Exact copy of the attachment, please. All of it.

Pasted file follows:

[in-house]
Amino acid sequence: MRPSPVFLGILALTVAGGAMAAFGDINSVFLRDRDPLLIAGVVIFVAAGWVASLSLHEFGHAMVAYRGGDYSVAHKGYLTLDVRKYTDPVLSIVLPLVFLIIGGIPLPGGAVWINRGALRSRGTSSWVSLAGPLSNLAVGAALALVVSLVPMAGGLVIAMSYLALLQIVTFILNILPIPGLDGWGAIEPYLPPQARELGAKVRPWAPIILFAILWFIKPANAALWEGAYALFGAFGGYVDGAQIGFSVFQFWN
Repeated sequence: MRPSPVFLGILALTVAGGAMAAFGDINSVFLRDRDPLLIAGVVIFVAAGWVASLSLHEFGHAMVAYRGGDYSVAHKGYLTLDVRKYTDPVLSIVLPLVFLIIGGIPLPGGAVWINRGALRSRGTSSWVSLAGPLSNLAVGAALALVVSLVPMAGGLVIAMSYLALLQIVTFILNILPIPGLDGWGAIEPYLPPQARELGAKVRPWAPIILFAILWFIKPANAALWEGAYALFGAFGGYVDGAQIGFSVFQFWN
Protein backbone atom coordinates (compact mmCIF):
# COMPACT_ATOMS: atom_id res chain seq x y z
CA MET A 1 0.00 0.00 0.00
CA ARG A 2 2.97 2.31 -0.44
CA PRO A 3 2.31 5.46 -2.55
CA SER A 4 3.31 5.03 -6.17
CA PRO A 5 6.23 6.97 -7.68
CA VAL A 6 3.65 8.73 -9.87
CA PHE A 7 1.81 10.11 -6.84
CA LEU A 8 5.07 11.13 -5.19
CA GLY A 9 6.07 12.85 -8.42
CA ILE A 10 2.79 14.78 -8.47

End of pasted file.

[in-house]
Amino acid sequence: MRPSPVFLGILALTVAGGAMAAFGDINSVFLRDRDPLLIAGVVIFVAAGWVASLSLHEFGHAMVAYRGGDYSVAHKGYLTLDVRKYTDPVLSIVLPLVFLIIGGIPLPGGAVWINRGALRSRGTSSWVSLAGPLSNLAVGAALALVVSLVPMAGGLVIAMSYLALLQIVTFILNILPIPGLDGWGAIEPYLPPQARELGAKVRPWAPIILFAILWFIKPANAALWEGAYALFGAFGGYVDGAQIGFSVFQFWN
Repeated sequence: MRPSPVFLGILALTVAGGAMAAFGDINSVFLRDRDPLLIAGVVIFVAAGWVASLSLHEFGHAMVAYRGGDYSVAHKGYLTLDVRKYTDPVLSIVLPLVFLIIGGIPLPGGAVWINRGALRSRGTSSWVSLAGPLSNLAVGAALALVVSLVPMAGGLVIAMSYLALLQIVTFILNILPIPGLDGWGAIEPYLPPQARELGAKVRPWAPIILFAILWFIKPANAALWEGAYALFGAFGGYVDGAQIGFSVFQFWN
Protein backbone atom coordinates (compact mmCIF):
# COMPACT_ATOMS: atom_id res chain seq x y z
CA MET A 1 0.00 0.00 0.00
CA ARG A 2 2.97 2.31 -0.44
CA PRO A 3 2.31 5.46 -2.55
CA SER A 4 3.31 5.03 -6.17
CA PRO A 5 6.23 6.97 -7.68
CA VAL A 6 3.65 8.73 -9.87
CA PHE A 7 1.81 10.11 -6.84
CA LEU A 8 5.07 11.13 -5.19
CA GLY A 9 6.07 12.85 -8.42
CA ILE A 10 2.79 14.78 -8.47